know that teletext decoders are cheap (perhaps $200 not $1000 as ljs
reports) and that the technology could be quickly implemented (indeed
a CBS affiliate in Los Angeles is already broadcasting Teletext
material as part of a market trial). But the people at ABC were
afraid that Teletext would mean fewer viewers watching regular
programming, and that would cut into their advertising revenue.

How then could they slow the introduction of Teletext? The needs of
the deaf for closed captioning provided the perfect alibi. Under
pretext of helping the deaf, if they could convince them to buy
decoders which could only receive closed captioning of the most
limited sort, they could tie Teletext up for years in regulatory
delay. Too bad if it meant that the deaf would pay more for their
decoders than they would if decoders capitalized on the economies of
scale of Teletext terminal production. And too bad if it meant the
deaf would have to shell out another $200 if they wanted Teletext
reception later. After all, who cares about the deaf when advertising
revenue is at stake.

And the sad thing is, it's working out just like they planned.


Date: 27 May 1981 0209-EDT (Wednesday)
From: Gary Feldman at CMU-10A
Subject: sociology and psychology of computer use

Permit me to carry the doom-crying one step further. I am curious
whether the increasingly easy access to computers by adolescents will
have any effect, however small, on their social development. Keep in
mind that the social skills necessary for interpersonal relationships
are not taught; they are learned by experience. Adolescence is
probably the most important time period for learning these skills.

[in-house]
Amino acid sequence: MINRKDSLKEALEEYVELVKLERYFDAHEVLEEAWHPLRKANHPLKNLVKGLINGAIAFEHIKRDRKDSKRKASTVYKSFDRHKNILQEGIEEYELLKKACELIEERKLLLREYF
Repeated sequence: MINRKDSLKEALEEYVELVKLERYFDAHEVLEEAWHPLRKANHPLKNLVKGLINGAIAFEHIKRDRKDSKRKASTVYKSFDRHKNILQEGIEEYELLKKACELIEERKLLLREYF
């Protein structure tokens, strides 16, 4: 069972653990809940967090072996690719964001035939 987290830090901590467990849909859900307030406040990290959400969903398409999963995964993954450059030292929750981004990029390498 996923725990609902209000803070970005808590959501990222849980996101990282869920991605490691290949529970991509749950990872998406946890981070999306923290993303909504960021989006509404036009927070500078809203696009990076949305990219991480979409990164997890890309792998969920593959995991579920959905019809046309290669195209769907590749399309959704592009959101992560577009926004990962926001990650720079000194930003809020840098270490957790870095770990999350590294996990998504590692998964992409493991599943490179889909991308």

There are two directions for a cause-effect relationship. Either
people lacking social skills (shy people, etc.) turn to other
pasttimes, or people who do not devote enough time to human
interactions have difficulty learning social skills. I do not whether
either or both of these alternatives actually occur.

I believe I am justified in asking whether computers will compete with
human interactions as a way of spending time? Will they compete more
effectively than other pasttimes? If so, and if we permit computers
to become as ubiquitous as televisions, will computers have some
effect (either positive or negative) on personal development of future

I am not trying to be anti-technology. In fact, my hunch is that the
answer to the above questions is either no or only slightly. However,
as an ethical computer scientist, I believe in asking these questions
in advance.

One aid in answering these questions is to get psychological profiles
of people involved with computers (not necessarily demographic data).
A direct psychological survey would be most precise. However, getting
indirect data such as gender, marital status, membership in
fraternities/sororities, etc. would also be useful, if properly
interpreted. The only reason for picking on sexual preference (apart
from the unfounded claims that have been made in these digests) is the
slight correlation between sexual preference and other psychological

Anyone have other ideas for evaluating the psychology of using
computers? I would certainly like to see some sound research efforts